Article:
ANGELS CAMP -- Two girls and a woman were seriously injured when a carnival ride collapsed Friday night at the Calaveras County Fair.
Twenty-one other riders also were hurt and taken by ambulance to area hospitals, said Calaveras County sheriff's Sgt. Dave Seawell. Their injuries were considered less serious, according to Cal Fire officials.
The three most seriously injured were airlifted to hospitals, including two to Modesto's Doctors Medical Center and Memorial Medical Center, according to Lisa Williams, a spokeswoman for the Tuolumne/Calaveras unit of the California Department of Forestry and Fire Prevention. The third was taken to the University of California at Davis Medical Center.
Patsy McDowell, 71, of Murphys, was with her three great-granddaughters at the carnival. She said she was near the ride called the Yo-Yo when she heard a loud, grinding noise and then a "pop" just before the ride collapsed about 6 p.m.
The swing-type ride has arms that fling out from the center as its spins around. The ride's arms are long chains with seats attached at the end, Williams said.
"One of my great-granddaughters was waiting in line to get on the ride when the operator noticed a chain (on the ride) had come loose," McDowell said during a phone interview Friday night from her home. "He tried to stop it, but there was too much momentum to stop it. The whole thing just collapsed into a cloud of dust.
"As it goes around, it gets higher. It was at its highest peak when the collapse happened."
Seawell said the three seriously injured were a 12-year-old girl, a 14-year-old girl and a 20-year-old woman. Sheriff's officials did not release their names.
McDowell said she didn't see what caused the collapse. It also was unclear how many of those injured were on the ride.
She said it happened so fast, there wasn't enough time for anyone to react. They just froze in shock as the ride came crashing down.
She said many of the riders and those who were treated for injuries were children and teenagers. McDowell said some of the riders were swung into a wooden wall that encircles the center of the ride where the machinery is located.
Two of her great-granddaughters, Tara Mosberger, 13, and Juliana Cox, 9, ran to her after the collapse, but her 10-year-old great-granddaughter, Ashly Cox, was missing.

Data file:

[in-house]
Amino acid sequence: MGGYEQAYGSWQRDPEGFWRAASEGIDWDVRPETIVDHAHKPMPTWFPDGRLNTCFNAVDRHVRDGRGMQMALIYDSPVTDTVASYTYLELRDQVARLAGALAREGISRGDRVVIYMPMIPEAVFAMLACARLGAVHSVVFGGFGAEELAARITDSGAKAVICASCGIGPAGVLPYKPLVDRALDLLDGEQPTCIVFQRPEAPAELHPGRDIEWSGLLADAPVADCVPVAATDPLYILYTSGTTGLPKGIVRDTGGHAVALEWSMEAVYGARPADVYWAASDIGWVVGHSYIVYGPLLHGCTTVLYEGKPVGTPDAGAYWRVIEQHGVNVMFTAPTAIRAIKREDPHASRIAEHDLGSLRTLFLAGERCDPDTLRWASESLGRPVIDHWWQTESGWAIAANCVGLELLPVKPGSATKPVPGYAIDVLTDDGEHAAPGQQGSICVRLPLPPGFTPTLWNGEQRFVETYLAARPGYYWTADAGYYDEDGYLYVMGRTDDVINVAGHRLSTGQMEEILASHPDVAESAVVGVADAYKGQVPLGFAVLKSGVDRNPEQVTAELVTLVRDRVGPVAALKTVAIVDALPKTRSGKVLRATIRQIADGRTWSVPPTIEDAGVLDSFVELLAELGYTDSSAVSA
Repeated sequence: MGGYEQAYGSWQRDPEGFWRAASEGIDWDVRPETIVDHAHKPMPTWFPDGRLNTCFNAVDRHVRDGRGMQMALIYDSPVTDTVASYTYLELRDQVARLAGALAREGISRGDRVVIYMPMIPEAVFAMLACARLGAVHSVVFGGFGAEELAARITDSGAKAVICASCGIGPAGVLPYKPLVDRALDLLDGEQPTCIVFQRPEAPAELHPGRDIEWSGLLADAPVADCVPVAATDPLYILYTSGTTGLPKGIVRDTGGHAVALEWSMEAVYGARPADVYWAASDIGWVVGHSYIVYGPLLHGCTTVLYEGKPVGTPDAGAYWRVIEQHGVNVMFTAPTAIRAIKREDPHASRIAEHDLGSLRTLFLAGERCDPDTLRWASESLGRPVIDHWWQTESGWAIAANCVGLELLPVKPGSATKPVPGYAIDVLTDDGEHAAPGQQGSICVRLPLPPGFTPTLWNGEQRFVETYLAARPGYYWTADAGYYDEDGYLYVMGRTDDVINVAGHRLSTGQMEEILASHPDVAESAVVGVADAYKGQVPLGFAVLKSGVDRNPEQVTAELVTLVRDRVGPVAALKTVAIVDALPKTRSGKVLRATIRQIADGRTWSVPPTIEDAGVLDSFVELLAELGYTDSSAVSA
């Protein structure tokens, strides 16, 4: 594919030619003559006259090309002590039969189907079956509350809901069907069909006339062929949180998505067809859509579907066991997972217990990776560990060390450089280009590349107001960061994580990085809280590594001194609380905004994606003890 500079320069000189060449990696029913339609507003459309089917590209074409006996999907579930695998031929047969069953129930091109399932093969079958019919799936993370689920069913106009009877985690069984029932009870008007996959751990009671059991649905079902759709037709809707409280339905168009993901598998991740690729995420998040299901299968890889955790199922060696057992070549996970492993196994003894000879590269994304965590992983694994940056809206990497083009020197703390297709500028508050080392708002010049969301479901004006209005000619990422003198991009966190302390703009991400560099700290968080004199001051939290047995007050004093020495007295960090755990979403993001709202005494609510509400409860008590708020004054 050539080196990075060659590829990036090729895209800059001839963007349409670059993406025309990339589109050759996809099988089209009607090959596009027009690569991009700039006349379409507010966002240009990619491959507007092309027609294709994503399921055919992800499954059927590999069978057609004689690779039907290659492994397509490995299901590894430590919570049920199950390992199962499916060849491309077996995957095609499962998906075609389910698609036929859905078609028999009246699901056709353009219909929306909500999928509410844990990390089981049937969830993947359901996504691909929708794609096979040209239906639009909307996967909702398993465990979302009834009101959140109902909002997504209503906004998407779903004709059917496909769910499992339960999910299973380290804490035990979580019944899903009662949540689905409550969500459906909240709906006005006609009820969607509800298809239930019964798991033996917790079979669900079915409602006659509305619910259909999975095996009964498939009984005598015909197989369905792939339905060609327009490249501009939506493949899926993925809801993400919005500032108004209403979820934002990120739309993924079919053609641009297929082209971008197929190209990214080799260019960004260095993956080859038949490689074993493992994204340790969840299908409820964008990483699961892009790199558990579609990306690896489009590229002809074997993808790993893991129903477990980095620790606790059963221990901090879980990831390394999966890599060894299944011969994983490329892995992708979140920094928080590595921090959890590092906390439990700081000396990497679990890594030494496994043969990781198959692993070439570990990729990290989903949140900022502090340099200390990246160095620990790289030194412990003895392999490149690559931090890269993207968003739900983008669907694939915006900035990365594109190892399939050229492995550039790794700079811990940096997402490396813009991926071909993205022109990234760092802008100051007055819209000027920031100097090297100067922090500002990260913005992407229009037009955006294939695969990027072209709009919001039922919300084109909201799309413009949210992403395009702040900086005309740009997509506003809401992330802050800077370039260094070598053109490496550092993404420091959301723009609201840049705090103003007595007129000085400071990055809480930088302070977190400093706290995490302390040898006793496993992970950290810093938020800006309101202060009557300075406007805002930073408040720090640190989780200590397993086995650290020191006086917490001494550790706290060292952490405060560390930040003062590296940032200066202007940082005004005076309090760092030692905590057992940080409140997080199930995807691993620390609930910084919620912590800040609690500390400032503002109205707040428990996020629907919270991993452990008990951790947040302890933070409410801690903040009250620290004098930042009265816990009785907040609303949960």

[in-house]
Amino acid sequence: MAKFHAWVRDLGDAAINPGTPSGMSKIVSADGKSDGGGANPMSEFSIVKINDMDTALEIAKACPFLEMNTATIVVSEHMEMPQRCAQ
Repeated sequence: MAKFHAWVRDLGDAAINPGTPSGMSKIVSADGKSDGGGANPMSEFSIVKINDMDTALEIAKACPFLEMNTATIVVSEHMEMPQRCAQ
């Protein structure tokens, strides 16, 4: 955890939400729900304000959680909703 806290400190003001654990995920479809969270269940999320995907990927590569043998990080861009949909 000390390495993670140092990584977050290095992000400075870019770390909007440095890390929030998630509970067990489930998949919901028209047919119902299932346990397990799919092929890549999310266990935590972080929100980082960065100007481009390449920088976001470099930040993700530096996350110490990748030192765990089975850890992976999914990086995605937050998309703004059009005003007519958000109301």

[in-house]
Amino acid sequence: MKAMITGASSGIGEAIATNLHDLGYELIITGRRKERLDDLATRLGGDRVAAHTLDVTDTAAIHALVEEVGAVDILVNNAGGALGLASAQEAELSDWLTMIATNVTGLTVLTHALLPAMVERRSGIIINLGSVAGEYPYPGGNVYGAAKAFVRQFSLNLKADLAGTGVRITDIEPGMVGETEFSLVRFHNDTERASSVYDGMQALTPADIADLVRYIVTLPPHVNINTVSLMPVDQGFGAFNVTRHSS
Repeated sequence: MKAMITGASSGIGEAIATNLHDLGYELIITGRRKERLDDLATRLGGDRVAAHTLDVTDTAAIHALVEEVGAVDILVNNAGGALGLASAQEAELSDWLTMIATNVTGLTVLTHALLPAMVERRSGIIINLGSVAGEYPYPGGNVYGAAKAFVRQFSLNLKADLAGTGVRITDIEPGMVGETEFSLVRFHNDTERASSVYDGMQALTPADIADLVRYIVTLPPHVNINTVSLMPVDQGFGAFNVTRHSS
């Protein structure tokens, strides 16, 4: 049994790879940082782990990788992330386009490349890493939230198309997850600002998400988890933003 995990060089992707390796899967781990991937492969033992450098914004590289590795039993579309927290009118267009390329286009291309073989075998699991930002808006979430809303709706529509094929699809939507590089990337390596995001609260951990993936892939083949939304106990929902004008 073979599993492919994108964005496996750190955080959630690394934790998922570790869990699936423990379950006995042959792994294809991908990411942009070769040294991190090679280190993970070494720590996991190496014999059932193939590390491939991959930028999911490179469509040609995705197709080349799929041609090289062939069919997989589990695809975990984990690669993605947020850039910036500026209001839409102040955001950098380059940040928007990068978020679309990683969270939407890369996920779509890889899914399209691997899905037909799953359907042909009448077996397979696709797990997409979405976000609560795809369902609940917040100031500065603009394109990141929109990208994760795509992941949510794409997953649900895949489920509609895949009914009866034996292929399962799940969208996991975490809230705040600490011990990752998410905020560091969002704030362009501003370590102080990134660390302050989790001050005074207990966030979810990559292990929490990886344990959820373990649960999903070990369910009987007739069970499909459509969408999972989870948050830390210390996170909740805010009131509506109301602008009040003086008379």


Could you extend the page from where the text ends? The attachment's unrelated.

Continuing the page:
"I thought she was on the ride when it collapsed," said McDowell, who still was shaken by the accident. "I can't thank God enough that he kept my great-granddaughter off that ride. I'm just praying for all those families who had kids on there."
Once she made sure all three great-granddaughters were safe, McDowell said, she ran to help a teenage girl who fell off and injured her legs.
"I just put my arms around that young girl," she said. "There was nothing else I could do. She was yelling that her friends were also on that ride."
Emergency personnel were walking through the crowds to assess the injuries as people screamed for help.
Jessica Norris, an emergency room clerk at Mark Twain Hospital in San Andreas, said the hospital was caring for five patients.
Three arrived by ambulance and two came in on their own. Most complained of knee pain.
"That's the common one," Norris said.
McDowell said she has lived in Murphys for 20 years and attended the Jumping Frog Jubilee each year, but she has never seen anything like what happened Friday.
"I don't think I'll ever see anything like that again," McDowell said. "There (were) just so many people injured."
Laurie Giannini, a spokeswoman for the Calaveras County Fair and Jumping Frog Jubilee, said Friday night "the fair is up and running. The carnival is just closed."
Sheriff's Sgt. Seawell said the carnival rides will close indefinitely until the state Occupational Safety and Health Administration and the Sheriff's Department can conduct an investigation into the accident.
The Yo-Yo has been around almost 30 years and is considered safe, according to Jared Costanza, editor of rideaccidents.com, which tracks amusement park ride accidents.
But in an e-mail Friday night, he cautioned that the ride has to be properly maintained and balanced.
"Operators must make sure that riders' weight is balanced, and that all the passengers are not seated on the same side of the ride," he wrote.
The Calaveras County Fair and Jumping Frog Jubilee is held each May and was inspired by the Mark Twain story, "The Celebrated Jumping Frog of Calaveras County."
The Calaveras County fairgrounds is just outside the Gold Rush-era town of Angels Camp in the Sierra Nevada foothills, about 55 miles northeast of Modesto.
Last year's jumping frog contest drew 4,000 entries. This year's final is scheduled for Sunday.
The Associated Press contributed to this report.
Bee staff writer Rosalio Ahumada can be reached at firstname.lastname@example.org or 578-2394.